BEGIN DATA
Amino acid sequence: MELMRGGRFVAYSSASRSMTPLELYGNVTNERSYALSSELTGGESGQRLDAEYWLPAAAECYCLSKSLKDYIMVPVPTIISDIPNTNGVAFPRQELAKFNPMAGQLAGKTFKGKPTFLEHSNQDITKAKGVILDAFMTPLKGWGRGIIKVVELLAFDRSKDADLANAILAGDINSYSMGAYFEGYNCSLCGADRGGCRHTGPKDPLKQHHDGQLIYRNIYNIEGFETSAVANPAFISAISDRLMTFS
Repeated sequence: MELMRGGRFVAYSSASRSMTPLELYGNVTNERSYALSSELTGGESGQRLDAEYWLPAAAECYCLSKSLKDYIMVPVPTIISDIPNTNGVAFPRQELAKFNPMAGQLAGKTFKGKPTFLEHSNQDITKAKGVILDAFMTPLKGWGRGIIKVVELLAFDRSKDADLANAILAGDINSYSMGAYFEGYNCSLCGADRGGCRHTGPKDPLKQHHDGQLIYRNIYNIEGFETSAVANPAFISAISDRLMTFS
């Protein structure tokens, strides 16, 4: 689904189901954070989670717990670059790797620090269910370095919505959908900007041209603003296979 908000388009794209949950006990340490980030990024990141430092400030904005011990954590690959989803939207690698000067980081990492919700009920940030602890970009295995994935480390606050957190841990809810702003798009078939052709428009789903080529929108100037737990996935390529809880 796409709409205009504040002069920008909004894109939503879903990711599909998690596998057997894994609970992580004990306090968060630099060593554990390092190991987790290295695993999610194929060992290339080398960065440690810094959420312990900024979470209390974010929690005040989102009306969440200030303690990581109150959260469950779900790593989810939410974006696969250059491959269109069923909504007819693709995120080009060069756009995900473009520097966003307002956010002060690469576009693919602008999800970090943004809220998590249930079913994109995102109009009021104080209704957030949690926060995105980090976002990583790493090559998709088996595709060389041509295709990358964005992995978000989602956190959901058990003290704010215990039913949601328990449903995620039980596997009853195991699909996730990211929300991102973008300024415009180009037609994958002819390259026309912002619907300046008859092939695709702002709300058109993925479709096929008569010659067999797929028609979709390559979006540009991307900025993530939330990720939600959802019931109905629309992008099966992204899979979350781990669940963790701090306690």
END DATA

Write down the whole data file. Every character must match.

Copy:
Amino acid sequence: MELMRGGRFVAYSSASRSMTPLELYGNVTNERSYALSSELTGGESGQRLDAEYWLPAAAECYCLSKSLKDYIMVPVPTIISDIPNTNGVAFPRQELAKFNPMAGQLAGKTFKGKPTFLEHSNQDITKAKGVILDAFMTPLKGWGRGIIKVVELLAFDRSKDADLANAILAGDINSYSMGAYFEGYNCSLCGADRGGCRHTGPKDPLKQHHDGQLIYRNIYNIEGFETSAVANPAFISAISDRLMTFS
Repeated sequence: MELMRGGRFVAYSSASRSMTPLELYGNVTNERSYALSSELTGGESGQRLDAEYWLPAAAECYCLSKSLKDYIMVPVPTIISDIPNTNGVAFPRQELAKFNPMAGQLAGKTFKGKPTFLEHSNQDITKAKGVILDAFMTPLKGWGRGIIKVVELLAFDRSKDADLANAILAGDINSYSMGAYFEGYNCSLCGADRGGCRHTGPKDPLKQHHDGQLIYRNIYNIEGFETSAVANPAFISAISDRLMTFS
């Protein structure tokens, strides 16, 4: 689904189901954070989670717990670059790797620090269910370095919505959908900007041209603003296979 908000388009794209949950006990340490980030990024990141430092400030904005011990954590690959989803939207690698000067980081990492919700009920940030602890970009295995994935480390606050957190841990809810702003798009078939052709428009789903080529929108100037737990996935390529809880 796409709409205009504040002069920008909004894109939503879903990711599909998690596998057997894994609970992580004990306090968060630099060593554990390092190991987790290295695993999610194929060992290339080398960065440690810094959420312990900024979470209390974010929690005040989102009306969440200030303690990581109150959260469950779900790593989810939410974006696969250059491959269109069923909504007819693709995120080009060069756009995900473009520097966003307002956010002060690469576009693919602008999800970090943004809220998590249930079913994109995102109009009021104080209704957030949690926060995105980090976002990583790493090559998709088996595709060389041509295709990358964005992995978000989602956190959901058990003290704010215990039913949601328990449903995620039980596997009853195991699909996730990211929300991102973008300024415009180009037609994958002819390259026309912002619907300046008859092939695709702002709300058109993925479709096929008569010659067999797929028609979709390559979006540009991307900025993530939330990720939600959802019931109905629309992008099966992204899979979350781990669940963790701090306690």